# Linear Regression Via Category Theory

A couple of years ago, I read Conal Elliot’s Compiling to Categories paper. I thought at the time “Wow, this is amazing”, but I didn’t have the key that made the ideas concrete for me. Chris Penner’s talk on deconstructing lambdas unlocked Conal’s paper for me. In today’s post, I’m making sure I understand the basics by implementing the ordinary least squares estimator using categories.

The key idea of “Compiling to Categories” is right there in the first sentence:

As discovered by Joachim Lambek, the models of the simply typed λ-calculus (STLC) are exactly the cartesian closed categories (CCC).

In other words, programming in a cartesian closed category is programming in a simply typed λ-calculus. Or more specifically, the STLC/CCC relationship means one can program using categories and compile to any language that supports a STLC. If you’re not familiar with either the λ-calculus or category theory, that’s fine. My goal here is not to go in depth into the concepts, instead I hope my example is a teaser for statisticians to engage with category theory.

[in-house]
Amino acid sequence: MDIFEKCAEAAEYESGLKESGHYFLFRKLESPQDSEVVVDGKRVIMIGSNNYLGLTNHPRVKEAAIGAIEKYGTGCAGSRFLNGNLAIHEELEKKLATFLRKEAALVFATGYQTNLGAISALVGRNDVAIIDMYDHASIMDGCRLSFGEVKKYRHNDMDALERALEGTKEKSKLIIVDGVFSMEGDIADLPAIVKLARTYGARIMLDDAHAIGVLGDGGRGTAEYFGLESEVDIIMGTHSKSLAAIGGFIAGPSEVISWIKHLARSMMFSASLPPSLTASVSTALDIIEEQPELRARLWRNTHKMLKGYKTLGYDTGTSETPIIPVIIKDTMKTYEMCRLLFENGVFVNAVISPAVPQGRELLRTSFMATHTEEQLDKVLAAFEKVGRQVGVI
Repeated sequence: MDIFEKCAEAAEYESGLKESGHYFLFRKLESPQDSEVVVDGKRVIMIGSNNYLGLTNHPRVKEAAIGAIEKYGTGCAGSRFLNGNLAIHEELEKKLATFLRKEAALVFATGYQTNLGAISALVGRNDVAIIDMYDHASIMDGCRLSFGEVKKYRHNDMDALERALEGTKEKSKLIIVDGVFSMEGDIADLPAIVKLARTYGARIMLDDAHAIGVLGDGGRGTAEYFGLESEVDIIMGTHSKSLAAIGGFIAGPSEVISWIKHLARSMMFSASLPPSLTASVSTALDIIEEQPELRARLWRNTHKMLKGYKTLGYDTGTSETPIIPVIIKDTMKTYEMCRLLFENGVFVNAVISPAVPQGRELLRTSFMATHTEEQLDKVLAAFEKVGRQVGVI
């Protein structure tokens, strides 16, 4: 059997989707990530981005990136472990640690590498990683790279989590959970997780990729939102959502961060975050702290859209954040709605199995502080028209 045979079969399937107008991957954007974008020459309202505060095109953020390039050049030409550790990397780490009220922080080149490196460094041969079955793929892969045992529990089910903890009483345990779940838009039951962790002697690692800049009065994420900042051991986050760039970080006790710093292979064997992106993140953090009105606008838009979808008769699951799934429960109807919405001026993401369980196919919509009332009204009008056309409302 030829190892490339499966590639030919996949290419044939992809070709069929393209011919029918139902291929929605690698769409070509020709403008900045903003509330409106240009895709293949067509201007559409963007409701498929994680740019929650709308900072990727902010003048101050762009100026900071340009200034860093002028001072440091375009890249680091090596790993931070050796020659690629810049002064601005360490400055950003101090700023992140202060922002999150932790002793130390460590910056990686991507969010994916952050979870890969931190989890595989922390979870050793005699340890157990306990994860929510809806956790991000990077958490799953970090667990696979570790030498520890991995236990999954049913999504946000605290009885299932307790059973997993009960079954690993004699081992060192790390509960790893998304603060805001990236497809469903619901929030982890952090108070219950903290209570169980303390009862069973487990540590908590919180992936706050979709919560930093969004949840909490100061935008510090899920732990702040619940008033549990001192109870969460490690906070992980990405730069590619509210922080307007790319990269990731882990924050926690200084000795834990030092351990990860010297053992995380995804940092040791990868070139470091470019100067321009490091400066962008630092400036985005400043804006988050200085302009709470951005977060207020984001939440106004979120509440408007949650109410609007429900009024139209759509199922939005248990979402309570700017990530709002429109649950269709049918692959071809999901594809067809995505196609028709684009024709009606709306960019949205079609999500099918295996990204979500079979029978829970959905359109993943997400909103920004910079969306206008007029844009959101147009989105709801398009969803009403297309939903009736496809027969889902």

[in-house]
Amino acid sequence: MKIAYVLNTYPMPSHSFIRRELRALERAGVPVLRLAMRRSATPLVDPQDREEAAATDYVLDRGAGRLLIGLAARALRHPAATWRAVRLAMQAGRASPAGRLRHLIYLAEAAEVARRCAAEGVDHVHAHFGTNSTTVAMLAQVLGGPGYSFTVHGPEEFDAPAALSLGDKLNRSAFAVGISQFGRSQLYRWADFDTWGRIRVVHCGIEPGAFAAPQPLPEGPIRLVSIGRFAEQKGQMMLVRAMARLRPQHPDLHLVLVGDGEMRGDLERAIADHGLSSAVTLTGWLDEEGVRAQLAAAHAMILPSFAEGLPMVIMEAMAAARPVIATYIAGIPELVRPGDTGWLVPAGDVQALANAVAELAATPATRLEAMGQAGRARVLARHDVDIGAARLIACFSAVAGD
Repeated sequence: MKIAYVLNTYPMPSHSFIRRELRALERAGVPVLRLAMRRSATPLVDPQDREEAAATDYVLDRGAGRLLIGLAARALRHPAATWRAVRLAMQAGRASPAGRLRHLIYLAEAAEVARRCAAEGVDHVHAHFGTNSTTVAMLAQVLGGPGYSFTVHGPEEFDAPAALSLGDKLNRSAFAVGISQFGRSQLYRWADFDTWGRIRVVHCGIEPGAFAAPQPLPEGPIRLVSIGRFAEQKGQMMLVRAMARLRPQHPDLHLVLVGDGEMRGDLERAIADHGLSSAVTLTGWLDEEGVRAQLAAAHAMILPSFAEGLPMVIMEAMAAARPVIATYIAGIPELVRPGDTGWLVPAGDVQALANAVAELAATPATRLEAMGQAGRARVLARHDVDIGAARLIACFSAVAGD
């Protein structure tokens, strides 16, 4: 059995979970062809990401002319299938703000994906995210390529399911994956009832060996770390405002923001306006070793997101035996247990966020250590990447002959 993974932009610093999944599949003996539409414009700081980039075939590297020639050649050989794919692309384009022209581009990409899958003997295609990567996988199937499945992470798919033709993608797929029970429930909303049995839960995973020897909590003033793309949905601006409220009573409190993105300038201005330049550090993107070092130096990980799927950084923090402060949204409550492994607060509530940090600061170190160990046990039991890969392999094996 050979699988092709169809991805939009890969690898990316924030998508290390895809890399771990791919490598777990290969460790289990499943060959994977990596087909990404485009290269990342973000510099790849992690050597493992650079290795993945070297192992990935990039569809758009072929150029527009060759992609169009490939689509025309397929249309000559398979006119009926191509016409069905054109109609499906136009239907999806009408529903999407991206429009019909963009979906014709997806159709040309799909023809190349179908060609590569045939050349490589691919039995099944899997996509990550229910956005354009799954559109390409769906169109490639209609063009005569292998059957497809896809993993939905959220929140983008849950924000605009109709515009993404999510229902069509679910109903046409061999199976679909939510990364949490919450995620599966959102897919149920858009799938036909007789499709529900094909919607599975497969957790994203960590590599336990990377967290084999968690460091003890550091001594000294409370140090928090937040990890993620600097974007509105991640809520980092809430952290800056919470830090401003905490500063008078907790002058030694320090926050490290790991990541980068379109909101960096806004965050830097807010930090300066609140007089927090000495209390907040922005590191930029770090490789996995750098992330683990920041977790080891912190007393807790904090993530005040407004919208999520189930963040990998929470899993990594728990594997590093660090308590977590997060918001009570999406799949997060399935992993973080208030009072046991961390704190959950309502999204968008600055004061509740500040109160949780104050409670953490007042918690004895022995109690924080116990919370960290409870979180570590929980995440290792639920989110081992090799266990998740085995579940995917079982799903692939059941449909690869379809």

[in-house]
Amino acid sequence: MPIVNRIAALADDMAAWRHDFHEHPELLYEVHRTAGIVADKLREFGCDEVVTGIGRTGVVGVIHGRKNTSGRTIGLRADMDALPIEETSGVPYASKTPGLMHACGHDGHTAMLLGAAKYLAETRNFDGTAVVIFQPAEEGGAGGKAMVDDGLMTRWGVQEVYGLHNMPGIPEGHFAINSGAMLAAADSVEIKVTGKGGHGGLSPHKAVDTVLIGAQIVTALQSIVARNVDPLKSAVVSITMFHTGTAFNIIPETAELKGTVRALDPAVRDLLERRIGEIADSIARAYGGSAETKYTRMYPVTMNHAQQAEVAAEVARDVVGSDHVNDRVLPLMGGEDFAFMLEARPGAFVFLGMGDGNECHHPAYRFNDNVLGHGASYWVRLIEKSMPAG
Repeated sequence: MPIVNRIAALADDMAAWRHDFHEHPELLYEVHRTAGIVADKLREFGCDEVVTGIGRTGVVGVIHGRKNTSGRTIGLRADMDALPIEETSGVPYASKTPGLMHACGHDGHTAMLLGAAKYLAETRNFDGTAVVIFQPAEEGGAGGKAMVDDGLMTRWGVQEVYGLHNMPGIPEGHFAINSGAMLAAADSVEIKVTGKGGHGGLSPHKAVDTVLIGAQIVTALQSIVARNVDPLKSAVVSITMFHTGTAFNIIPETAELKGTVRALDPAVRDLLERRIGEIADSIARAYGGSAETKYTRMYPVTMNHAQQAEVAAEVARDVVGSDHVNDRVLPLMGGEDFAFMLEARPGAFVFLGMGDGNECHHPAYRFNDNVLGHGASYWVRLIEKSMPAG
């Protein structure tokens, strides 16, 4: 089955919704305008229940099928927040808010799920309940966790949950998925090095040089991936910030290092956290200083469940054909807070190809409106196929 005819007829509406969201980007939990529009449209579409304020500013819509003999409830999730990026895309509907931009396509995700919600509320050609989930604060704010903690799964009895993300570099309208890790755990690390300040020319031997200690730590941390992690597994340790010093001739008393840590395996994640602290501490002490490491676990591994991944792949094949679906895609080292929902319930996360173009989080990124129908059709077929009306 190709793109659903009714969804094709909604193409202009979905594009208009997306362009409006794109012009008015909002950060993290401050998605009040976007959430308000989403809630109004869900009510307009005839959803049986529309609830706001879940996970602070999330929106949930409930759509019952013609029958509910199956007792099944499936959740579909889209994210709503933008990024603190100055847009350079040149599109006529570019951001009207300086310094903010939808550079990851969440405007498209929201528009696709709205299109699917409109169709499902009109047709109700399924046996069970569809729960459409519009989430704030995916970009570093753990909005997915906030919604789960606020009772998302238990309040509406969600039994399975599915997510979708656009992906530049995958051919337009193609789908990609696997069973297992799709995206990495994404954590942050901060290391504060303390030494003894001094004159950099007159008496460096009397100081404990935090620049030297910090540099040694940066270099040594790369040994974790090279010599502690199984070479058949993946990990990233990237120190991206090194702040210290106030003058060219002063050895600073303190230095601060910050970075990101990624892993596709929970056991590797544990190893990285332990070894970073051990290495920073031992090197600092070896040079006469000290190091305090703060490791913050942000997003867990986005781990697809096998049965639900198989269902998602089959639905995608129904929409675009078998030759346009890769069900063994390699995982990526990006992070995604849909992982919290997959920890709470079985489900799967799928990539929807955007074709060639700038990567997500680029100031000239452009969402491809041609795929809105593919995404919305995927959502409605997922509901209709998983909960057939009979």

For this post I’m going write a single program for the following, a formula statisticians will be familiar with:

$$\hat{\beta} = (X^{\intercal}X)^{-1}X^{\intercal}Y.$$

Then I will compile this program into multiple target languages, namely Haskell and R. The full script for this post is in Example.hs, and I’ve included snippets below.

## Categorical Building Blocks

A category in mathematics is comprised of a set of objects, a set of arrow (morphisms) between objects, and way of composing arrows together subject to certain laws (more details for the uninitiated here). In Haskell, a category can be represented by a typeclass Category where the category is parameterized the type of its arrows.

class Category k where
-- The identity morphism takes an object A and returns A
id :: a k a
-- The composition rule says that for any two morphisms A --> B and B --> C,
-- there exists a morphism A --> C.